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WHO would be a referee in professional combat sports? From controversial decisions (see the Bisping – Silva KO, non KO!), late stoppages, early stoppages, to being in amongst the flying fists, feet, blood and sweat; this seems to many like a thankless task, be it in MMA refereeing or boxing.

Fighting Fit caught up with BAMMA referee Daniel Movahedi, known as ‘The Gentleman’ for his friendly and fair style, and over the coming weeks we will bring you the ins and outs of being the other man in the cage.

From the age of 16 Daniel has done pretty much everything in Mixed Martial Arts; from fighting to promoting (he co-promotes Fury MMA) to working behind the scenes. He is now a highly respected MMA official. So why does someone decide to be an MMA ref and could you, our readers, become one?

“I kind of fell into it [refereeing]. There was a show at The Scala in Kings Cross. It was mainly a Thai boxing show with two MMA amateur fights on the bill. At the time I was training at Team Titan, and they asked me if I’d like to ref on the show as they knew I’d been around MMA for a number of years and been involved behind the scenes at Cage Rage. I was training MMA and knew what to expect from an MMA bout. It was two amateur fights, and I’m not saying the responsibility was less, but there was less to look out for, they were first time fighters. It was a good platform for me to start my referee career.

“Following on from this show, refereeing became something I fell in love with and I began to get more involved. I began to work on bigger shows like London KO and UCMMA etc. and this lead me to where I am today. On this journey, it has been key to have an involvement in the sport, to trust myself and be confident in the decisions and calls I have had to make. I’ve been in the sport since the age of 16, and I’ve been lucky enough to have great people to act as mentors, people like Grant Waterman, Leon Roberts, Mark Woodard, Mark Goddard – the big names (in British MMA) they are the guys who refereed my fights or were officials on shows where I was working. I’ve always looked at them and knew if they were doing it right and I followed their path, I’d end up doing it right as well.”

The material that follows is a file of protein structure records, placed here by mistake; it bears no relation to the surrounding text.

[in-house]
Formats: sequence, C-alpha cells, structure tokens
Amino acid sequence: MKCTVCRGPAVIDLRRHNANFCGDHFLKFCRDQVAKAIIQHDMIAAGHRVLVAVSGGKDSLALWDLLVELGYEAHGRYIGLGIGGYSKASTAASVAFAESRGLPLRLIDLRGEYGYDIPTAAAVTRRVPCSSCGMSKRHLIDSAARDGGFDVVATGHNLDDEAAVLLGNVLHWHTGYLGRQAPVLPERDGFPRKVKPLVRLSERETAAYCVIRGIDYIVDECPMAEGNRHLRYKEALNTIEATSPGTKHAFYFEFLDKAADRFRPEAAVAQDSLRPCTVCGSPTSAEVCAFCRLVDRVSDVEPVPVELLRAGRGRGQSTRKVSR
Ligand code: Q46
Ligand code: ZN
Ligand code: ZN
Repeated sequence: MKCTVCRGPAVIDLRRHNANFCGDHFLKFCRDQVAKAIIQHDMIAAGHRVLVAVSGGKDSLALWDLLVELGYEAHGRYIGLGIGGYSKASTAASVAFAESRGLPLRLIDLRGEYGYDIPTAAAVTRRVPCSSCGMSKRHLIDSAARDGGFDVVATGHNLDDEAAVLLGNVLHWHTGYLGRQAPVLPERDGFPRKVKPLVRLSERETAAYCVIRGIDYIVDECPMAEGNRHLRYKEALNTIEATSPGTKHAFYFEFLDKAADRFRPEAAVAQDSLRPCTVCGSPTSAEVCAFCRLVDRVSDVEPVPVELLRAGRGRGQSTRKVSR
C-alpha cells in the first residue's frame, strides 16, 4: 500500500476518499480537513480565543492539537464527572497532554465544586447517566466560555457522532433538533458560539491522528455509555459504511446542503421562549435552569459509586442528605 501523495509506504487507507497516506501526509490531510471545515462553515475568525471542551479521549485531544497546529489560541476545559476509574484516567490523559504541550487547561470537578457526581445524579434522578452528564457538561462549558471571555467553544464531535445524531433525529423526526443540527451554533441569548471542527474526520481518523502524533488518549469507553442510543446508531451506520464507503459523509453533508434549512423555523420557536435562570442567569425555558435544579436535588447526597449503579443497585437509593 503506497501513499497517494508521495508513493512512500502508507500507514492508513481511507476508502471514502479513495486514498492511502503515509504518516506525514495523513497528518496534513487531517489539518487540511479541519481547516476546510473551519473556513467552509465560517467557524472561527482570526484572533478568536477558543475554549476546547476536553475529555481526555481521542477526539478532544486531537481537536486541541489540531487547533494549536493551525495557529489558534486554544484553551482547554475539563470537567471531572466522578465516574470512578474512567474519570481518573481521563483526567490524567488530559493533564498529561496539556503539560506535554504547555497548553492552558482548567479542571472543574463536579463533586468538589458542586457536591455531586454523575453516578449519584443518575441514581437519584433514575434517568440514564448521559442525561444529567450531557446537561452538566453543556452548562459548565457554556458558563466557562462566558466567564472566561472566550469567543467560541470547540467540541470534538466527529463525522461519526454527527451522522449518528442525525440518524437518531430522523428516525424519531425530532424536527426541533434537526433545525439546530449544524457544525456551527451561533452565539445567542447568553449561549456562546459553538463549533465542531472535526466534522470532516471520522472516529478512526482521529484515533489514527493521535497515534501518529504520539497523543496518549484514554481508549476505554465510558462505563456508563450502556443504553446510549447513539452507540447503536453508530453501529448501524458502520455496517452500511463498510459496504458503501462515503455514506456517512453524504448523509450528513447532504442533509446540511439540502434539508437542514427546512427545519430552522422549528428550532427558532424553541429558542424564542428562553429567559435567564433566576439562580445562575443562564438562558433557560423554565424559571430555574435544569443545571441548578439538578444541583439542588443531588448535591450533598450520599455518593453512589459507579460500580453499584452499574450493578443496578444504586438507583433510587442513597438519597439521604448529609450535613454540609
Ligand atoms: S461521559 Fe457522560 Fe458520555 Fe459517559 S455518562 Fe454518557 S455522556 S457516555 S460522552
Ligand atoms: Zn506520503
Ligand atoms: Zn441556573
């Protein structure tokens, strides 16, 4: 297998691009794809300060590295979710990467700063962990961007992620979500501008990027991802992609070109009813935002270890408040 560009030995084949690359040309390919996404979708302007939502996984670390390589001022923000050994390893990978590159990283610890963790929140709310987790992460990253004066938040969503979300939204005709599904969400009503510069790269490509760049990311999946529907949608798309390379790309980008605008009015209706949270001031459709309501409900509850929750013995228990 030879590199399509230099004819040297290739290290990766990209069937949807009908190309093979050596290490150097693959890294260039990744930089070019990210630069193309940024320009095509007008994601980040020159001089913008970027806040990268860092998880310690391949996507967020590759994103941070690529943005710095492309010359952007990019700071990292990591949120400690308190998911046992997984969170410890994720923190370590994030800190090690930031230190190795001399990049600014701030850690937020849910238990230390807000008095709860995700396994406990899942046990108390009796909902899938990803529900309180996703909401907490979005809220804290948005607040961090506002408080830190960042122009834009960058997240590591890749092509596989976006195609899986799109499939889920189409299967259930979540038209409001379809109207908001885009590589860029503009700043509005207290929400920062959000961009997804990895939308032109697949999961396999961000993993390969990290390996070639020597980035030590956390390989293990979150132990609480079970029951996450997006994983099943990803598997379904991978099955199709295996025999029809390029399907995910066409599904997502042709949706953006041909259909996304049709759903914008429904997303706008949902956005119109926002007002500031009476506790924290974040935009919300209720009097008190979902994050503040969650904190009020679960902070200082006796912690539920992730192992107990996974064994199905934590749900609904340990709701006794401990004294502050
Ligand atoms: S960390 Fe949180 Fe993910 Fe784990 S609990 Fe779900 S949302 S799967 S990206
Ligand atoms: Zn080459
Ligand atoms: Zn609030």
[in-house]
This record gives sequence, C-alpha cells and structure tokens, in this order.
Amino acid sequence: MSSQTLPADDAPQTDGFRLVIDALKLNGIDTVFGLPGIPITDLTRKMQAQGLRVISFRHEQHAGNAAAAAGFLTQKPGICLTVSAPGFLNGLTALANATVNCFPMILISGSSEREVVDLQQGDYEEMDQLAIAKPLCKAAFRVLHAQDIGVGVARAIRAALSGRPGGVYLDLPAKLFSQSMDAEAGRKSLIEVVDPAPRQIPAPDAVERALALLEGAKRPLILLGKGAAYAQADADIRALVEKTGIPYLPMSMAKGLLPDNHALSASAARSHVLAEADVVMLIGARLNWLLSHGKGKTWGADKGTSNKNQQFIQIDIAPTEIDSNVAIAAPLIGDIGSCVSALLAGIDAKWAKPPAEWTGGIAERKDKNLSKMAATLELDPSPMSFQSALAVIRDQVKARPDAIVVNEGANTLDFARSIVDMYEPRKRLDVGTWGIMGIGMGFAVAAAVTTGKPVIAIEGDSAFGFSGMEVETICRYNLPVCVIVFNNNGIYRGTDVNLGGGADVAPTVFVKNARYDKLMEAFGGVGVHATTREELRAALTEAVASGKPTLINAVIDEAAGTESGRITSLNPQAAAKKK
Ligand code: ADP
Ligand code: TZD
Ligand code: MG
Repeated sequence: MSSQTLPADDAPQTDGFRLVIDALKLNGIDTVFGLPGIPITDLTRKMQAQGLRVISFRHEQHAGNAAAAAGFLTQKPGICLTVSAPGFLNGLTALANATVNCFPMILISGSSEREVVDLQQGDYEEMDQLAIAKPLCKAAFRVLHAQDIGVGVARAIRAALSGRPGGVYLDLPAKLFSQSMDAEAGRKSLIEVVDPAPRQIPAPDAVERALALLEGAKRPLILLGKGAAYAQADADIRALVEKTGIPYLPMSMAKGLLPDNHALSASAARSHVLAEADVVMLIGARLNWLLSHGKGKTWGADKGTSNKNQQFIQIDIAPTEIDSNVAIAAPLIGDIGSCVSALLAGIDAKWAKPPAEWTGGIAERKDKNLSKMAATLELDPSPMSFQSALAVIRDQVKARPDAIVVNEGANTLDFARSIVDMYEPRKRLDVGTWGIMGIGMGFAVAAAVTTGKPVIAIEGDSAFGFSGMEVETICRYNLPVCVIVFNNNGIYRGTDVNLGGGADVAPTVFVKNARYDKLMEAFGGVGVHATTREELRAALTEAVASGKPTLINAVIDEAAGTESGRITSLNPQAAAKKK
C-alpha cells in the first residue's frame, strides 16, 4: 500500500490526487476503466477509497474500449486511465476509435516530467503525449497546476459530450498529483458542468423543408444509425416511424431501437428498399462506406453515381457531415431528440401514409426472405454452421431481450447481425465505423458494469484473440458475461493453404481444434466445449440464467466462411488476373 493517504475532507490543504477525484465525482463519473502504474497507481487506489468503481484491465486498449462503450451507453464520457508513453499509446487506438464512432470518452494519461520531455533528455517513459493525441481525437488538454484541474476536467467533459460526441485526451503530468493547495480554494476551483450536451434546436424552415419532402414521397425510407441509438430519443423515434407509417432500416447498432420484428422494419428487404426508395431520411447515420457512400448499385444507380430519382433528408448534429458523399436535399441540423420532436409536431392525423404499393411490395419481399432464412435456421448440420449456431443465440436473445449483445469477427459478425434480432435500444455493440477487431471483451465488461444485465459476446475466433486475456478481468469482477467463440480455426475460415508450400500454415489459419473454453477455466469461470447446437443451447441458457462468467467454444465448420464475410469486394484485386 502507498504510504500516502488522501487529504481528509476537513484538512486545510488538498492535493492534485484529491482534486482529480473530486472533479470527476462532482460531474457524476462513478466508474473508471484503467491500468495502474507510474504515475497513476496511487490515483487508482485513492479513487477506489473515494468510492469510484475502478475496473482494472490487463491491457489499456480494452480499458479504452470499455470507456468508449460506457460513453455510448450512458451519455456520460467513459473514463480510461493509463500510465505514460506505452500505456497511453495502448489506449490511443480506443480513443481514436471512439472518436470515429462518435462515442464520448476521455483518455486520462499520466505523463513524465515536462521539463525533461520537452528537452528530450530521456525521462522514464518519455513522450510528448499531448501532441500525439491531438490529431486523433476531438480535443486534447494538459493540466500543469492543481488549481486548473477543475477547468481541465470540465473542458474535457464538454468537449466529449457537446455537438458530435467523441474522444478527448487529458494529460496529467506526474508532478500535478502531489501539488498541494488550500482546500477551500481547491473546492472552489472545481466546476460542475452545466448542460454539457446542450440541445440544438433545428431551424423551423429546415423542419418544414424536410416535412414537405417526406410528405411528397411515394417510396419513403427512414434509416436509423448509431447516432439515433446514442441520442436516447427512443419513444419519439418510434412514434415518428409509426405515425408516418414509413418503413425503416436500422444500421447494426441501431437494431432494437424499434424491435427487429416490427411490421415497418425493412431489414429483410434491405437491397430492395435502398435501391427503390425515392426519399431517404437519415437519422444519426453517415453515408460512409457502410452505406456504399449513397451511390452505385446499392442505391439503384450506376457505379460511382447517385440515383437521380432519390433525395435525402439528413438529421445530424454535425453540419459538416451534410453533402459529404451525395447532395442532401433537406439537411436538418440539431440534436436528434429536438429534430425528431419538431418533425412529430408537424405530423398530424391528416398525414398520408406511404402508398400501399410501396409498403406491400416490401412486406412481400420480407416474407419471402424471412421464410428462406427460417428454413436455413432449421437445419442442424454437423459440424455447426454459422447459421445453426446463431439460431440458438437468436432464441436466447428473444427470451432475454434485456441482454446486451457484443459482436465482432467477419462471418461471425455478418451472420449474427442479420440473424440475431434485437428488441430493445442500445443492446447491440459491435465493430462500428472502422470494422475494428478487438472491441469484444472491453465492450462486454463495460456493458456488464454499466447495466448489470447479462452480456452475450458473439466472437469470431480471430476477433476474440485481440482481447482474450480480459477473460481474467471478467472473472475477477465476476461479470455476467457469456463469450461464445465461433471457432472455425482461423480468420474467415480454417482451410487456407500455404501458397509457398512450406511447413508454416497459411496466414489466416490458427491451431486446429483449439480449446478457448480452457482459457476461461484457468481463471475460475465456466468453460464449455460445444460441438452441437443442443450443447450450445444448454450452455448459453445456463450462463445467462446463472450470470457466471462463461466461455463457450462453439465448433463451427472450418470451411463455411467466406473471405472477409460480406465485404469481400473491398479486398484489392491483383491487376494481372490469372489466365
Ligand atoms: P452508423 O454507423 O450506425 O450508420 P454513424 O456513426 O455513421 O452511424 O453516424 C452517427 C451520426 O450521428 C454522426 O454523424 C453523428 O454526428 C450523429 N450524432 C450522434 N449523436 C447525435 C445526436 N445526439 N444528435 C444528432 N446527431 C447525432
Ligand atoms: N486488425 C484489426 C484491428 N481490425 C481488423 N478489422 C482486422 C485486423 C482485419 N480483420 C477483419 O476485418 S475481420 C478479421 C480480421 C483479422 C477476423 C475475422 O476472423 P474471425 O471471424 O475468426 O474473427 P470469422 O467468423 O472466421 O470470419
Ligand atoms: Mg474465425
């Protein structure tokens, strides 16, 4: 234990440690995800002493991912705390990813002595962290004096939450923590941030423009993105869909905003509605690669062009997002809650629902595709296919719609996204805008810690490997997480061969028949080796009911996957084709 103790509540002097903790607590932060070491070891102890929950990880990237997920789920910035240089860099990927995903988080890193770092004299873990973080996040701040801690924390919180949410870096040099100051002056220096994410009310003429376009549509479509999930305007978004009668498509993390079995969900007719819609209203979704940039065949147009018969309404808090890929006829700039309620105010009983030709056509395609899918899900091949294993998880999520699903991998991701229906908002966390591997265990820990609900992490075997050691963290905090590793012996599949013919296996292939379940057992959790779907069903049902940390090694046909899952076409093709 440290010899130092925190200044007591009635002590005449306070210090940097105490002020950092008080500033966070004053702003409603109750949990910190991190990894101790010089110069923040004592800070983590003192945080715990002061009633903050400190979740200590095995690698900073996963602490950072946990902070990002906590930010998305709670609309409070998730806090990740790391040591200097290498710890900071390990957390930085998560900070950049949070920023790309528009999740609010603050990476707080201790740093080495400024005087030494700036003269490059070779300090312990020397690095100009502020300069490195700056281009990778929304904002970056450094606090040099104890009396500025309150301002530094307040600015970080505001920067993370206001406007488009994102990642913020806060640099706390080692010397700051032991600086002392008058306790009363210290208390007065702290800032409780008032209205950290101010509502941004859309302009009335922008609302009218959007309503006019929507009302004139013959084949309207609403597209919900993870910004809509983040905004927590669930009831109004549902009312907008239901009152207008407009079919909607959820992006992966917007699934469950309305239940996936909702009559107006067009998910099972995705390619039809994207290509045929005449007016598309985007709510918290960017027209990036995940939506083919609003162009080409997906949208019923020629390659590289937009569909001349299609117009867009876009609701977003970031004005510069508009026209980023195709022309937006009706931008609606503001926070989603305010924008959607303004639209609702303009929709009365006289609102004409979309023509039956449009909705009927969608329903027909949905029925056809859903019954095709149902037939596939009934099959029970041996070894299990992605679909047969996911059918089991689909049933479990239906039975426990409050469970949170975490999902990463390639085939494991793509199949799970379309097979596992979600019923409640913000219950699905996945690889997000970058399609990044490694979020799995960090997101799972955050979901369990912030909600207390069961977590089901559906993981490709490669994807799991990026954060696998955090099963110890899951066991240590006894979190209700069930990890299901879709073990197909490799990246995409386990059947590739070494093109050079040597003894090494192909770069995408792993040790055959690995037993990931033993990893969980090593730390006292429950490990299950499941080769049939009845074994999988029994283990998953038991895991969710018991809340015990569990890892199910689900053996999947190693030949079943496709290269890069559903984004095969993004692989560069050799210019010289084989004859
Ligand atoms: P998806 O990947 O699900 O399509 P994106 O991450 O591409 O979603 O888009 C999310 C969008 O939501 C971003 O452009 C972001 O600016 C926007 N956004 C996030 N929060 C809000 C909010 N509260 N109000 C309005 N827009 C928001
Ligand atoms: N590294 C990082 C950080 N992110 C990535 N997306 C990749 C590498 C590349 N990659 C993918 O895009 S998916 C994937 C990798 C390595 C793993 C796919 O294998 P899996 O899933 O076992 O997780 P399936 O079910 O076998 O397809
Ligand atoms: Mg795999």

In a relatively new sport like MMA, I was keen to know if there was any specific training a budding referee would need to undergo to become a ref in the UK. “At the time (when I started) there wasn’t anything specific you had to have. Most of the guys who started when I did fell into it too. You relied on the guidance of other officials showing you what you needed to look for. If you had questions you could go to them. Today you have the opportunities to go on courses to help referees. You’ve got the UKMMAF judges course and refs course. These are are highly thought of. You have a starting ground. You go, do a weekend course and work your way up. You begin refereeing at amateur level where you have to get a certain amount of amateur fights under your belt before you can referee pro fights. Today there are more ways to educate yourself, courses to go on and ways to learn rather than figuring it out yourself or modelling yourself on other referees. UKMMAF are seriously trying to set themselves up as the UK governing body and sanction events in the UK. They sanction BCMMA, BAMMA and other major events. In my mind that’s the way forward”

So could someone without fight experience do it?

“Yes, you can go and do the course and call yourself a ref, but I’d say that experience is important; I don’t think you can just go on a course and then say ‘Right I’m going to referee’. If you’re thrown in the deep end, and you don’t do all the amateur fights etc. then you don’t have the experience that I believe is essential to being a good referee. Some people referee a few fights and decide it’s not for them. It’s a highly pressurised role, you have two people’s health and safety in your hands. If you want to become a good referee you have to work your way up.

“It isn’t a case of doing a two day weekend course and thinking you can go and ref on the big shows. The good thing about having a governing body is that they can guide you on where to go, what to do, what events to referee on and so on.”

A fighter gets to the highest level, which in MMA is the UFC, by winning fights. Referees are often considered good if they don’t get noticed, so I’ve often wondered how a referee could go from small hall UK show to becoming the next Herb Dean or ‘Big’ John McCarthy…

“The guys in the UK working on UFC have been refereeing for ten plus years (I’m in my eighth year now) and the advice that these guys give me is to keep doing what you’re doing. As long as I do a good job, make good calls, it may happen but it may not [getting the UFC call]. It would be nice to ref in the UFC, it’s the NFL of MMA, but there are other events out there. I’m work for BAMMA; that was a goal of mine to work on Europe’s biggest show and I’m blessed enough to be able to referee there. You also have other major events like WSOF so it’s not just about the UFC. Nowadays there are loads of shows but I guess there are loads of referees too.

“In England the amount of MMA shows have rapidly increased, so there are chances for a referee to make his way to the UFC but it is all about experience, you can’t bypass that. Someone may come along and get fast tracked, go to the UFC but crumble under the pressure because they haven’t had the experience on the smaller shows, dealing with difficult situations. My advice is there is no quick fix and referees should stick together. Everyone has their own goals but as far as officials go we should back each other.”